Internet, blogosphere, podcasting - what's next? No one knows better than a longtime editor how much the publishing world has changed in recent years. Tom Slayton has been at the helm of Vermont Life for more than two decades; though his official title is editor-in-chief, he also writes, and is part of a team that runs the state's print cheerleader. Now approaching 65, Slayton says he plans to retire next year and focus on a book he's already begun -- about Thoreau's New England. Before making that transition, however, he'll be helping the 60-year-old magazine make a significant change of its own: hiring its first publisher. In other words, someone to mind the moneymaking.
Yep, the magazine that still makes hay out of Vermont's downhome character and leafy landscape is looking for a hardnosed CEO type who can help sell "quaint" in the 21st century. In an employment ad published last Sunday, one line reveals a direction the quarterly mag needs to take: ". . . seeking new business opportunities through brand extensions, the Internet, creative marketing and other opportunities."
Slayton takes all this in stride, suggesting that the new boss should be someone "more in tune with that [changing] world, maybe someone more plugged into the Internet . . . Vermont Life's problems, if there are any, are financial, not editorial," he says. "We need to focus on that."
Though it's overseen by the Department of Tourism and Marketing, the magazine receives no funding from the state; its budget of just over $2 million is supported by advertising and merchandise sales and, of course, subscriptions and newsstand purchases. According to vtlife.com, the current nationwide circulation is around 75,000.
Not surprisingly, Slayton generally reflects what is beloved about Vermont, past and present, in his editorial selections for the magazine -- as well as in his elegiac commentaries on Vermont Public Radio. He's a nostalgic but clear-eyed journalist, one who has witnessed considerable social, economic and technological shifts in the Green Mountain State over his lifetime. Slayton seems happy with the addition of a publisher at Vermont Life -- in fact, he says, he recommended the move himself. "I can't really take credit for it, but I brought it up more than a year ago," Slayton says.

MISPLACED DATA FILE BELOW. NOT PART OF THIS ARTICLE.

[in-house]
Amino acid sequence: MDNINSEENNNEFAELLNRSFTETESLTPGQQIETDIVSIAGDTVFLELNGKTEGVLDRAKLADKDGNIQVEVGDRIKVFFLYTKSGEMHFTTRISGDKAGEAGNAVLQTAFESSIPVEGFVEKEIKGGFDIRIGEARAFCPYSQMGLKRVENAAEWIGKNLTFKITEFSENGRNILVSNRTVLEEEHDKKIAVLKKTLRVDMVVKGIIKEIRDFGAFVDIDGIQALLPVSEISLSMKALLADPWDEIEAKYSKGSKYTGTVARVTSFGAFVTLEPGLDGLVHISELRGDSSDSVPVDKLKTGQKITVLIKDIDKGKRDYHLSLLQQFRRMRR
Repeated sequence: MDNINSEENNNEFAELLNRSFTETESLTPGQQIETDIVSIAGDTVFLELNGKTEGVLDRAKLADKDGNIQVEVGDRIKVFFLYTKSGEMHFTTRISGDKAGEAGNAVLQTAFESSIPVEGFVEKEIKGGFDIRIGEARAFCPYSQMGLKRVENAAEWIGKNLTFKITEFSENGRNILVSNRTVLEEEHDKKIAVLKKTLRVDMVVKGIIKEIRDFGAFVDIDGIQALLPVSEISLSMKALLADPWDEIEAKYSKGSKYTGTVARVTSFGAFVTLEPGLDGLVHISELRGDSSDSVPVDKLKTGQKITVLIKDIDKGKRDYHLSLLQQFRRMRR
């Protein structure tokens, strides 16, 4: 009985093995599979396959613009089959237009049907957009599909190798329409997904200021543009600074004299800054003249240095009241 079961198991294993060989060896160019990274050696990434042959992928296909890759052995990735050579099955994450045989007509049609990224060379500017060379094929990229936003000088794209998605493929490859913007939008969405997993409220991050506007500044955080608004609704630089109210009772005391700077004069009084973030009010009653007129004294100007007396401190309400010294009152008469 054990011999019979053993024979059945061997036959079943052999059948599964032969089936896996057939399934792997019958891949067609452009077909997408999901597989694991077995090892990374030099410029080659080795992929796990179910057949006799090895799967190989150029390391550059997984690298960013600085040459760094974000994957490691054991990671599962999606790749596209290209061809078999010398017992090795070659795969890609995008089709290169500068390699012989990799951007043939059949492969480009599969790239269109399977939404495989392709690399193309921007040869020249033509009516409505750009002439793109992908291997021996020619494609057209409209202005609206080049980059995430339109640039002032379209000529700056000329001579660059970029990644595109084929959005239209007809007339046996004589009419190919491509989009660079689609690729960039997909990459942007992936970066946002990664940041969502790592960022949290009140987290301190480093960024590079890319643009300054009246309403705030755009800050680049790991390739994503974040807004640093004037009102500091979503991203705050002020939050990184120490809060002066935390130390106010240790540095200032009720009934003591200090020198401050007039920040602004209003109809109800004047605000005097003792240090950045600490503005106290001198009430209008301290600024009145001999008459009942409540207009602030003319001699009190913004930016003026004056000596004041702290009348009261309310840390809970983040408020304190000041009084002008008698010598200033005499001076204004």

He figures it could take months to find the right person for the new job. Meanwhile, the current issue of Vermont Life kicks off a 60th-anniversary series, featuring a couple of vintage covers and the stories behind them. Its yin-yang title sums up the challenges of publishing -- in print -- today: "Change and Stability."
Ric Kasini Kadour has not only put himself on the Vermont art map, he's creating new ones. First came the Vermont Art Guide, which Kadour compiled with his partner Christopher Byrne and published this winter under his own Kasini House umbrella. The guide inventories art venues around the state, and not just the official ones; the paperback also lists locales as obscure as the Corridor Art Gallery -- a hallway in the Southwestern Vermont Medical Center in Bennington.
Kadour, 31, is a former AIDS activist who until 2004 was based in Shoreham. Though he now lives in Montreal -- he has dual citizenship -- Kadour explains, "Chris and I have an interest in promoting art in Vermont and making Vermont an arts destination." After creating the Art Guide, they "decided there was a niche we could fill." The implication -- though Kadour won't say it on the record -- is that existing efforts by arts organizations are just not enough.
Last week, Kadour upped the ante by facilitating three events in Burlington: an Art Town Meeting at Club Metronome, which 70-some people attended; an informational session about First Friday, the city's monthly art walk; and "Buzz," a marketing workshop for artists. Clearly, Kadour has designs on the Queen City. But while the Art Town Meeting attracted the most attention, it was the second event that hinted at an ambitious Kadour project to launch in April: Art Map Burlington.
No, it's not the kind you fold up and stick in your glove compartment. As Kadour explains, the Art Map will be a monthly publication describing every venue in Burlington that shows artwork -- that is, every venue willing to pay the modest annual listing rate of $60 (or a lesser monthly rate for artists who want to post an open-studio event). The booklet will also include reviews, which should be good news to those artists who crave more critical voices in the community.
The point is to promote the city's First Friday Art Walk, but also to help visitors locate art exhibits and events all month long throughout the city. Kadour believes the current First Friday, organized by Burlington City Arts, should be more inclusive and should happen year round. He takes his inspiration from Brattleboro's wildly successful art walk, which "hordes of people" attend every month, Kadour says.
But is he stepping on BCA's toes? There's been "quite a bit of talking," he says, with BCA Executive Director Doreen Kraft and Firehouse Gallery curator Ruth Erickson. Kraft is officially diplomatic. "It was very exciting for us to see someone so motivated to play a partnership role to promote the arts in Burlington," she says. Kadour's enterprise is "an enhancement of what we're already doing," Kraft adds. "We'll try it for a year, and see how it goes."